I wouldn't necesarily object to landfill waste extraction for ligno-cellulose, if methane production from the same waste was not considered a higher EROI. We might make enough diesel at least to keep the garbage trucks going.

Wow - glad to see someone can get a Bullroarer out during the day instead of at midnight :-)

At the bottom of the SMH article was this.

NSW has a 2 per cent biofuels mandate and the Federal Government pays a subsidy for biofuel production.

But the Parliamentary Library in Canberra has just produced a report saying there is no evidence to support a mandate.

The report noted the subsidised cost of creating jobs in the Australian ethanol industry was already so high that "it would be cheaper to pay each worker average weekly earnings to do nothing".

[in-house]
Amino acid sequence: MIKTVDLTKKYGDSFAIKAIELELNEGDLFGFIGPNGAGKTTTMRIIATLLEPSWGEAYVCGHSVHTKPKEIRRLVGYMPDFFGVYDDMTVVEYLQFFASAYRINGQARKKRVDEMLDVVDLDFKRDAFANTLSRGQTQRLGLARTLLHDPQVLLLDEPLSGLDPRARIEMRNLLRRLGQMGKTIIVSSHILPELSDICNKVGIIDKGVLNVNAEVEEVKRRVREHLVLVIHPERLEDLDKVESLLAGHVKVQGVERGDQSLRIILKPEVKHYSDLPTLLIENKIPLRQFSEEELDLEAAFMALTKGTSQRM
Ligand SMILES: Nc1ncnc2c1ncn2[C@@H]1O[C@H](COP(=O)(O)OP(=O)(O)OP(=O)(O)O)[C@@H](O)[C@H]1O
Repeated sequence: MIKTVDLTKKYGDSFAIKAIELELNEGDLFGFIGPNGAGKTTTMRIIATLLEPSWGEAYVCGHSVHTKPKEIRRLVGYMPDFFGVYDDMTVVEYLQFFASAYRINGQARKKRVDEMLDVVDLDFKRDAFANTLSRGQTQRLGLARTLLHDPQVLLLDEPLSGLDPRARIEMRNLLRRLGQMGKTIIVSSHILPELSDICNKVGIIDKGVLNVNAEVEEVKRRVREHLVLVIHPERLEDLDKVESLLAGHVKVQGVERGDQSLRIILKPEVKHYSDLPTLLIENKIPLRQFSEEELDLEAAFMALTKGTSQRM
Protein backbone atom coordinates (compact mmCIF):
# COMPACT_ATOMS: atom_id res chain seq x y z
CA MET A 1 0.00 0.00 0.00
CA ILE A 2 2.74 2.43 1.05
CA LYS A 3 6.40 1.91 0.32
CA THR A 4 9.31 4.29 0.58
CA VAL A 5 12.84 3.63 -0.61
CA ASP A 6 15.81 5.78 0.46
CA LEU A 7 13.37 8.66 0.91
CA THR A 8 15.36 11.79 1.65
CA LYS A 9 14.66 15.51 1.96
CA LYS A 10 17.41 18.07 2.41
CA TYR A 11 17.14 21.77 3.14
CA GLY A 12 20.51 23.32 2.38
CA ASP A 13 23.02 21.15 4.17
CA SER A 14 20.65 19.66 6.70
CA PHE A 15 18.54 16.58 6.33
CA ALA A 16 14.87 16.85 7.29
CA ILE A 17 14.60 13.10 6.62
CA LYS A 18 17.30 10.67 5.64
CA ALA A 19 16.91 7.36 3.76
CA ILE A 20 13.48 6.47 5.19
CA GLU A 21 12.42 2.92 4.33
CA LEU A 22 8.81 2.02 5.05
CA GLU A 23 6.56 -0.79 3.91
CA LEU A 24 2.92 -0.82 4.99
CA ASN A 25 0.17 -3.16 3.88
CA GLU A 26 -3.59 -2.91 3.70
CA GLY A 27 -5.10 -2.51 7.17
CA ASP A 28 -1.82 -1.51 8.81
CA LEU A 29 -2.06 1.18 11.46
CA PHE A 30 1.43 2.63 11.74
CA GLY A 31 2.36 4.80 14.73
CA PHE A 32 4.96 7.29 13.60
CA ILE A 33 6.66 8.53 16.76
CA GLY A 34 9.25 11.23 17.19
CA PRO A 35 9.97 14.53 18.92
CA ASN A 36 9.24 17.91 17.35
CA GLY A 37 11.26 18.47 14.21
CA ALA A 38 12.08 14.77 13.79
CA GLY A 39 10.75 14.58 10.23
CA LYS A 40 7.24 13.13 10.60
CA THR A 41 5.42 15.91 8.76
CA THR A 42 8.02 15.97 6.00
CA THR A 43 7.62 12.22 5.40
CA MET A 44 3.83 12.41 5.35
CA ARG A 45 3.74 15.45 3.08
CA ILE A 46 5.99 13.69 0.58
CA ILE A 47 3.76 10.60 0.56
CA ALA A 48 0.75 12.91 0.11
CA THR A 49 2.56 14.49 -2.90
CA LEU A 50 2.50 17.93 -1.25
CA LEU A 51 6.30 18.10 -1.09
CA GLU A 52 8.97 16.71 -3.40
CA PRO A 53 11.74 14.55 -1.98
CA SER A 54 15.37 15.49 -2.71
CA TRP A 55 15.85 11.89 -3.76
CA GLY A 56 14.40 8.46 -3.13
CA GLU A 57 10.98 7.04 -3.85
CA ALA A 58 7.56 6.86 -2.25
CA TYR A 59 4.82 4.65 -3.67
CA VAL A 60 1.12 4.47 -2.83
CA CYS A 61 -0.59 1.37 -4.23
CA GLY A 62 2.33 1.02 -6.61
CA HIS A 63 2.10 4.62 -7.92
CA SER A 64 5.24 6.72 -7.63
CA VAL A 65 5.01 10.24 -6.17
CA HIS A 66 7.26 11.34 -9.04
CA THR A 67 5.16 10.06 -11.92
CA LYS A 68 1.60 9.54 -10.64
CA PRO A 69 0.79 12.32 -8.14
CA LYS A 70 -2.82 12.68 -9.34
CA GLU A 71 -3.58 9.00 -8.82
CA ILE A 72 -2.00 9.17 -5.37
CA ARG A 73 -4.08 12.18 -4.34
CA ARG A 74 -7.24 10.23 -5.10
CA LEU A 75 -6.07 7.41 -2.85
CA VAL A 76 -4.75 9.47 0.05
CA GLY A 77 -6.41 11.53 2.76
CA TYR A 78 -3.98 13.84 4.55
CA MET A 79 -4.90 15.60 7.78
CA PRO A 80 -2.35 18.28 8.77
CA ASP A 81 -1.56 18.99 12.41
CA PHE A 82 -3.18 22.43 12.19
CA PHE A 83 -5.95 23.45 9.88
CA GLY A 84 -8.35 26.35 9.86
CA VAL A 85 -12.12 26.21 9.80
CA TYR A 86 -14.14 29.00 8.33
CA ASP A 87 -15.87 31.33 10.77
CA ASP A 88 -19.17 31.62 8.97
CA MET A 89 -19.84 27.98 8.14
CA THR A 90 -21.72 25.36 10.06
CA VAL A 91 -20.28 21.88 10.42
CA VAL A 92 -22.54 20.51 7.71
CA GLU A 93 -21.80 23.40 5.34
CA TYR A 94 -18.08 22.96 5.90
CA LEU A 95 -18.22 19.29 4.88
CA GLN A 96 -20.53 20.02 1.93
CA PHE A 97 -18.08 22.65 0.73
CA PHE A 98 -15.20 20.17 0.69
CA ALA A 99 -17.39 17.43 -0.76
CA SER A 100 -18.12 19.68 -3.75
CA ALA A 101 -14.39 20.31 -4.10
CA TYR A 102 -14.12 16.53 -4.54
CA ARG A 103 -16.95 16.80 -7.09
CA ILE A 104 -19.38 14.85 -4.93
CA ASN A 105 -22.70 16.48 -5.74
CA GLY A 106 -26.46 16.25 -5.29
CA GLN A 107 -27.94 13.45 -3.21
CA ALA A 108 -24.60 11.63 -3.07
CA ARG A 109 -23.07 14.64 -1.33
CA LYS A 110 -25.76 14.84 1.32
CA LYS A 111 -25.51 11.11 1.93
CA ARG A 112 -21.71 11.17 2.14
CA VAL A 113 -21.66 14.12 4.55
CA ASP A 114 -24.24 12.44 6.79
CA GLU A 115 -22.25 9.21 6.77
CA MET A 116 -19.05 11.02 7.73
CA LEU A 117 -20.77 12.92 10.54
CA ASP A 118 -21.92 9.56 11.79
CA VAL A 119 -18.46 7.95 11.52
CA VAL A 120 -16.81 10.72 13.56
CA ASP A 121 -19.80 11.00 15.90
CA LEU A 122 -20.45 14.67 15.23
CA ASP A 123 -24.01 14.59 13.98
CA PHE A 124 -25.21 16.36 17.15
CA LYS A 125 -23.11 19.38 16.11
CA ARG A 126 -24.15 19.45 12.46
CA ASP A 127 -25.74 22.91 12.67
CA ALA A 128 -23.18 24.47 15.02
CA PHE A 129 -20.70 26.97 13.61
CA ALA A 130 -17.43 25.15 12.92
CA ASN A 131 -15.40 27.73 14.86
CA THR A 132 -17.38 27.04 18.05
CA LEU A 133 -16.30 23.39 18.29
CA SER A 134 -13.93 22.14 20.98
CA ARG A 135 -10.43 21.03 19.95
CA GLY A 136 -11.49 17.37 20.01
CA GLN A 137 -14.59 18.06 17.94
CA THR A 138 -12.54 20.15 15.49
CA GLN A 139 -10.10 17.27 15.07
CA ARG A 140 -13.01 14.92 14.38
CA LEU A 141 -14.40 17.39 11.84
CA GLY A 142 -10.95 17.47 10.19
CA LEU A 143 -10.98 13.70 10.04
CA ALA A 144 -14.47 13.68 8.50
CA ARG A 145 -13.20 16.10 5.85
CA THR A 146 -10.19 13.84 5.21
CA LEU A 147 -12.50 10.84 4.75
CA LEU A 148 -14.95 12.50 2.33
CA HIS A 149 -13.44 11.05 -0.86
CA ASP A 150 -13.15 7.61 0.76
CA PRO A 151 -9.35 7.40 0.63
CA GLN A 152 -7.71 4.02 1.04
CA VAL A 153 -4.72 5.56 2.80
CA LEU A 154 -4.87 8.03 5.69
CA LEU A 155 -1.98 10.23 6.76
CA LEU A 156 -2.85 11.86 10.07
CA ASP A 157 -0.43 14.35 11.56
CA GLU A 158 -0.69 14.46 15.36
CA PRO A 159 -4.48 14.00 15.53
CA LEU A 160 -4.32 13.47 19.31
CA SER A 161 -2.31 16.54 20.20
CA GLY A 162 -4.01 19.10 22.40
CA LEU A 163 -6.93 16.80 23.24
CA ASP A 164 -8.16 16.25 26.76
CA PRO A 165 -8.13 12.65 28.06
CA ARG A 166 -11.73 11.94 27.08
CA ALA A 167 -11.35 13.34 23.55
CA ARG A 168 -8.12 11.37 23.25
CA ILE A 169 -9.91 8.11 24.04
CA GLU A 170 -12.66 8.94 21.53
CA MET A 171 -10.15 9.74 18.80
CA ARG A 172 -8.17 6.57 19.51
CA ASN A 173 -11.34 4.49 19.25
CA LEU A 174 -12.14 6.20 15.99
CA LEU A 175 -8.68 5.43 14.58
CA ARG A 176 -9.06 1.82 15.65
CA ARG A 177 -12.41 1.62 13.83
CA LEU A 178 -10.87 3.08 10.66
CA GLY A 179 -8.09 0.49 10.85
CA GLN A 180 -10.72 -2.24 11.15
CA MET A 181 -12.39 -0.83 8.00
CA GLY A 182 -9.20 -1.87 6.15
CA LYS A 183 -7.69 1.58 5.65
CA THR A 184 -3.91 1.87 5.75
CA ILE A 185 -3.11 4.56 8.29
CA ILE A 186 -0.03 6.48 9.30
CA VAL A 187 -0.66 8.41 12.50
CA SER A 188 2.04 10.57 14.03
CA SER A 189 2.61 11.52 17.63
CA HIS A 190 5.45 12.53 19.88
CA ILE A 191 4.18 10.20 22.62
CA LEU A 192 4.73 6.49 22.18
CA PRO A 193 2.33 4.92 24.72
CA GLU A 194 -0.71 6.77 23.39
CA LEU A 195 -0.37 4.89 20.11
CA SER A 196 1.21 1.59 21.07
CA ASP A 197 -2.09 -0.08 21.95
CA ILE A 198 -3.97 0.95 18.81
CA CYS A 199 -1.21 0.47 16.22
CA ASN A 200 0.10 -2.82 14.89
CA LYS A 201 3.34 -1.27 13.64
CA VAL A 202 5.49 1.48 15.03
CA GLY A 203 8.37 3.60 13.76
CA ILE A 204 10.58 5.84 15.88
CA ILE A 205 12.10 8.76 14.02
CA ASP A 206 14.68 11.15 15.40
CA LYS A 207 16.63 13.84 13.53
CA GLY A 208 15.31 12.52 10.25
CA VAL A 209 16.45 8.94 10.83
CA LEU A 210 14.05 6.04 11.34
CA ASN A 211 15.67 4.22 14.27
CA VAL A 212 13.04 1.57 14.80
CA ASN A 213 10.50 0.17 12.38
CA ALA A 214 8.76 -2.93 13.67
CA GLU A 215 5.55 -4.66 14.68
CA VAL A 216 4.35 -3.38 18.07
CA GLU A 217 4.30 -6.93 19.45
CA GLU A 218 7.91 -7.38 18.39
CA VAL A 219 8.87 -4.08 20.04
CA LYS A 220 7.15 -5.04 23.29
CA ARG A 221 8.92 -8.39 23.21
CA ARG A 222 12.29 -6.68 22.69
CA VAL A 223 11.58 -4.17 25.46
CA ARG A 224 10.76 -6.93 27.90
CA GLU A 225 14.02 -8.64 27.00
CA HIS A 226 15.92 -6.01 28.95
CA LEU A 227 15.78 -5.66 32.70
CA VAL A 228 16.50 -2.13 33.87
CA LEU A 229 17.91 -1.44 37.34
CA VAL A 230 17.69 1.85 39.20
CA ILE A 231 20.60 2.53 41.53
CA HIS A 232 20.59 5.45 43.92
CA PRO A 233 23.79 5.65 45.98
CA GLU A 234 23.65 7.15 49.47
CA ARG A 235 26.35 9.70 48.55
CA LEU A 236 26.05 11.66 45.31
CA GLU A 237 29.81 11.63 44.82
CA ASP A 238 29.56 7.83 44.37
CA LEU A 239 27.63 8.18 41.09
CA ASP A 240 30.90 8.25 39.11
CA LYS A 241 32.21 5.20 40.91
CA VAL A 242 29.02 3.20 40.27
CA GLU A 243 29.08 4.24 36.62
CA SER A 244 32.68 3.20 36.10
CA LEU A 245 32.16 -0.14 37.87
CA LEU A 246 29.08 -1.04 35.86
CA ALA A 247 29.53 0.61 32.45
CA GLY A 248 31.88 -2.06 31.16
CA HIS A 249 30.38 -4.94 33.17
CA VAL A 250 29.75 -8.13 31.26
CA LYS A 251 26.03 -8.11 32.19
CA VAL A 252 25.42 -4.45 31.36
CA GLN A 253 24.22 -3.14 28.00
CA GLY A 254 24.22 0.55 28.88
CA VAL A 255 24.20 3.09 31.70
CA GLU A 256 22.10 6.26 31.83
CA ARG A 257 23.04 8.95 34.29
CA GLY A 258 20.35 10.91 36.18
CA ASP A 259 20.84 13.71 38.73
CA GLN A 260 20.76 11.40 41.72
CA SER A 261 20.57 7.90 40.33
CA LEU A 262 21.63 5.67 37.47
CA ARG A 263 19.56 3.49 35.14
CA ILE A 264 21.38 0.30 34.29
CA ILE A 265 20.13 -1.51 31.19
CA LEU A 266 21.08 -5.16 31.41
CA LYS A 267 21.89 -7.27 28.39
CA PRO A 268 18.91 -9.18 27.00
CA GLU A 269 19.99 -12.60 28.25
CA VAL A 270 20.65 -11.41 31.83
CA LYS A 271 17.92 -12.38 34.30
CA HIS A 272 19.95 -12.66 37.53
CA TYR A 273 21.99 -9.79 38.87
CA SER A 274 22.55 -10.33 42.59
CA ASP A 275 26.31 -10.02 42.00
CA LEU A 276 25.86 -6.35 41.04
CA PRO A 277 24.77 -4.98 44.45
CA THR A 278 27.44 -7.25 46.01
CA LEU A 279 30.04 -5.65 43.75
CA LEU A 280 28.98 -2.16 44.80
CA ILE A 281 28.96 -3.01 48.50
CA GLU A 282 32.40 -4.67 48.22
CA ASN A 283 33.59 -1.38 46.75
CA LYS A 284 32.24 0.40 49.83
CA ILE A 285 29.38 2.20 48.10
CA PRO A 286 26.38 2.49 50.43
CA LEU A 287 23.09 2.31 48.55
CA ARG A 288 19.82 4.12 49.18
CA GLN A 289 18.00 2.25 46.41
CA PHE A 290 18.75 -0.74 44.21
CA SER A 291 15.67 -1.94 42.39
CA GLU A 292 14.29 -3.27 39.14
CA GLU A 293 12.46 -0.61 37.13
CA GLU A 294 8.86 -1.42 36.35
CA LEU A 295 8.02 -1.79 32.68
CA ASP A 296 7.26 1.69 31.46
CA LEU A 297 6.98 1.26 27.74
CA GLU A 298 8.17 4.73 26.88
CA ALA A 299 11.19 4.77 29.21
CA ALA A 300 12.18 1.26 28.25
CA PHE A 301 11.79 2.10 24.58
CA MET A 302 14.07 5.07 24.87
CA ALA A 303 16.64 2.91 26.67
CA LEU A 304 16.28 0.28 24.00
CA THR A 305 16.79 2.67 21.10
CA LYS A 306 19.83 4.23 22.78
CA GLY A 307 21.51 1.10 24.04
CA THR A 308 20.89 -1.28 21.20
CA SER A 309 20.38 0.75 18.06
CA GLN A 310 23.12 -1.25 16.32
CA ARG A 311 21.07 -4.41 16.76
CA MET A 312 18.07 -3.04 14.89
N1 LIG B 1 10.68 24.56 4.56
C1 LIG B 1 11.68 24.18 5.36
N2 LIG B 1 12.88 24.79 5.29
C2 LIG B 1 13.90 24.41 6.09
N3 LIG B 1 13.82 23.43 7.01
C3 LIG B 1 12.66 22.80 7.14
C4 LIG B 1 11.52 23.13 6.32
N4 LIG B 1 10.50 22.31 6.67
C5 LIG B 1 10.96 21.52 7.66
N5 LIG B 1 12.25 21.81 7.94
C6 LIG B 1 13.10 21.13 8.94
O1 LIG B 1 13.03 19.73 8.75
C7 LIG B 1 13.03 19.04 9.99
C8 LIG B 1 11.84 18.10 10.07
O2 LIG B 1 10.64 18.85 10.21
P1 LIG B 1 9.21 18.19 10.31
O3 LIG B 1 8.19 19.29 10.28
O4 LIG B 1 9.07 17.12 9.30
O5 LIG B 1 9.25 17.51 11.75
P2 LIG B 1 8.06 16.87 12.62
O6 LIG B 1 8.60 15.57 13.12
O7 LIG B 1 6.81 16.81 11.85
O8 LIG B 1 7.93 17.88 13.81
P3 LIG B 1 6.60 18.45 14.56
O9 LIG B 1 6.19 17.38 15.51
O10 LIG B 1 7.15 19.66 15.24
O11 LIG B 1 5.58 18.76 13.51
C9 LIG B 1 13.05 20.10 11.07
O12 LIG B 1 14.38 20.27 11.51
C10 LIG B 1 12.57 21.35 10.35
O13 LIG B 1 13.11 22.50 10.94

That is the report Phil was talking about in the weekend post on ethanol :

Perhaps for tomorrows Bullroarer
US move a blow to clean-coal project

THE Rudd Government faces a vexing decision whether to continue funding the world's leading clean-coal experiment after the Bush Administration cut its commitment to the $US1.8 billion ($A2 billion) project.

....after the Bush Administration cut its commitment to the $US1.8 billion ($A2 billion) project.

Don't be too hard on Bushy. He needs the money so he can distribute all those $800 tax rebate checks next month. And besides, when carbon credits actually start trading, the US can just print money to buy them all up, just like how they currently buy oil. Problem solved. Now what's happened with Britney today?